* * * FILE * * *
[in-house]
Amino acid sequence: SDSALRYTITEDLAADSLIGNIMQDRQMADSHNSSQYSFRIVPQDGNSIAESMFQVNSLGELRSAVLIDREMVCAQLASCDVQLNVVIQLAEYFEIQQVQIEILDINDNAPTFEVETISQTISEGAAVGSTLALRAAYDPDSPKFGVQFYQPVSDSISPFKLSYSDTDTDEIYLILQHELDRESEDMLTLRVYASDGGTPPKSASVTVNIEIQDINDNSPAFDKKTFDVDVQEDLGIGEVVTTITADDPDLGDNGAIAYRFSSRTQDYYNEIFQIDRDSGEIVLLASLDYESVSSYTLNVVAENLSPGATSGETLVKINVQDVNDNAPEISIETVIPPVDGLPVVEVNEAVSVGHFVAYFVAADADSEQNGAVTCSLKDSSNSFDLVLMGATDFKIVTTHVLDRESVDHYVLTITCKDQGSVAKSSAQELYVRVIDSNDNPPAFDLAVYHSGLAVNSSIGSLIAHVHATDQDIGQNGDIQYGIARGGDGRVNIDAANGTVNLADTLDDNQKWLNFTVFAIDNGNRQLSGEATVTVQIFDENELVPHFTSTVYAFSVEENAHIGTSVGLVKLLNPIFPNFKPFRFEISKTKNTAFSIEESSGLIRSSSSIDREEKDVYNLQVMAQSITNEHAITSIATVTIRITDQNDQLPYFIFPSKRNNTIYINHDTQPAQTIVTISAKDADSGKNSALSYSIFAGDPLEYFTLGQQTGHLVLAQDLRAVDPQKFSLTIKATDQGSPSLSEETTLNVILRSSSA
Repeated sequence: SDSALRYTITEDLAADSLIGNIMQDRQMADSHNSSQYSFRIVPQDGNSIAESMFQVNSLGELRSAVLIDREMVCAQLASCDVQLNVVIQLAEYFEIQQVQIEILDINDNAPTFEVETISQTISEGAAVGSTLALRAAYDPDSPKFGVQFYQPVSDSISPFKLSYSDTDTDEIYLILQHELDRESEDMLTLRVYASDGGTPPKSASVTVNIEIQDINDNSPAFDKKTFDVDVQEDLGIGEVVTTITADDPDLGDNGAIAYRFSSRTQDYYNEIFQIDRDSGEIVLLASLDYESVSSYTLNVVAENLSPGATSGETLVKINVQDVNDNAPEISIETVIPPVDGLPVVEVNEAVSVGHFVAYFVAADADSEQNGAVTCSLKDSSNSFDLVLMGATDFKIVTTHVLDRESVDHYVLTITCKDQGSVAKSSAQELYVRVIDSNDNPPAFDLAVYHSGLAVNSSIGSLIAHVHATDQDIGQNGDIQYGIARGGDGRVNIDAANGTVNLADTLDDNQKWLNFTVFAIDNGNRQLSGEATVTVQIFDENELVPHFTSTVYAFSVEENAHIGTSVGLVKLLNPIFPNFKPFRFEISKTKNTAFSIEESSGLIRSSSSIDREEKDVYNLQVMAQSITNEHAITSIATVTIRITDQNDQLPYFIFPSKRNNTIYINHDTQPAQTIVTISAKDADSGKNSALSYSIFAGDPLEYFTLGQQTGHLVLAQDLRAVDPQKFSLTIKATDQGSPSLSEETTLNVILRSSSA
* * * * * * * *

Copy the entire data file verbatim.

[in-house]
Amino acid sequence: SDSALRYTITEDLAADSLIGNIMQDRQMADSHNSSQYSFRIVPQDGNSIAESMFQVNSLGELRSAVLIDREMVCAQLASCDVQLNVVIQLAEYFEIQQVQIEILDINDNAPTFEVETISQTISEGAAVGSTLALRAAYDPDSPKFGVQFYQPVSDSISPFKLSYSDTDTDEIYLILQHELDRESEDMLTLRVYASDGGTPPKSASVTVNIEIQDINDNSPAFDKKTFDVDVQEDLGIGEVVTTITADDPDLGDNGAIAYRFSSRTQDYYNEIFQIDRDSGEIVLLASLDYESVSSYTLNVVAENLSPGATSGETLVKINVQDVNDNAPEISIETVIPPVDGLPVVEVNEAVSVGHFVAYFVAADADSEQNGAVTCSLKDSSNSFDLVLMGATDFKIVTTHVLDRESVDHYVLTITCKDQGSVAKSSAQELYVRVIDSNDNPPAFDLAVYHSGLAVNSSIGSLIAHVHATDQDIGQNGDIQYGIARGGDGRVNIDAANGTVNLADTLDDNQKWLNFTVFAIDNGNRQLSGEATVTVQIFDENELVPHFTSTVYAFSVEENAHIGTSVGLVKLLNPIFPNFKPFRFEISKTKNTAFSIEESSGLIRSSSSIDREEKDVYNLQVMAQSITNEHAITSIATVTIRITDQNDQLPYFIFPSKRNNTIYINHDTQPAQTIVTISAKDADSGKNSALSYSIFAGDPLEYFTLGQQTGHLVLAQDLRAVDPQKFSLTIKATDQGSPSLSEETTLNVILRSSSA
Repeated sequence: SDSALRYTITEDLAADSLIGNIMQDRQMADSHNSSQYSFRIVPQDGNSIAESMFQVNSLGELRSAVLIDREMVCAQLASCDVQLNVVIQLAEYFEIQQVQIEILDINDNAPTFEVETISQTISEGAAVGSTLALRAAYDPDSPKFGVQFYQPVSDSISPFKLSYSDTDTDEIYLILQHELDRESEDMLTLRVYASDGGTPPKSASVTVNIEIQDINDNSPAFDKKTFDVDVQEDLGIGEVVTTITADDPDLGDNGAIAYRFSSRTQDYYNEIFQIDRDSGEIVLLASLDYESVSSYTLNVVAENLSPGATSGETLVKINVQDVNDNAPEISIETVIPPVDGLPVVEVNEAVSVGHFVAYFVAADADSEQNGAVTCSLKDSSNSFDLVLMGATDFKIVTTHVLDRESVDHYVLTITCKDQGSVAKSSAQELYVRVIDSNDNPPAFDLAVYHSGLAVNSSIGSLIAHVHATDQDIGQNGDIQYGIARGGDGRVNIDAANGTVNLADTLDDNQKWLNFTVFAIDNGNRQLSGEATVTVQIFDENELVPHFTSTVYAFSVEENAHIGTSVGLVKLLNPIFPNFKPFRFEISKTKNTAFSIEESSGLIRSSSSIDREEKDVYNLQVMAQSITNEHAITSIATVTIRITDQNDQLPYFIFPSKRNNTIYINHDTQPAQTIVTISAKDADSGKNSALSYSIFAGDPLEYFTLGQQTGHLVLAQDLRAVDPQKFSLTIKATDQGSPSLSEETTLNVILRSSSA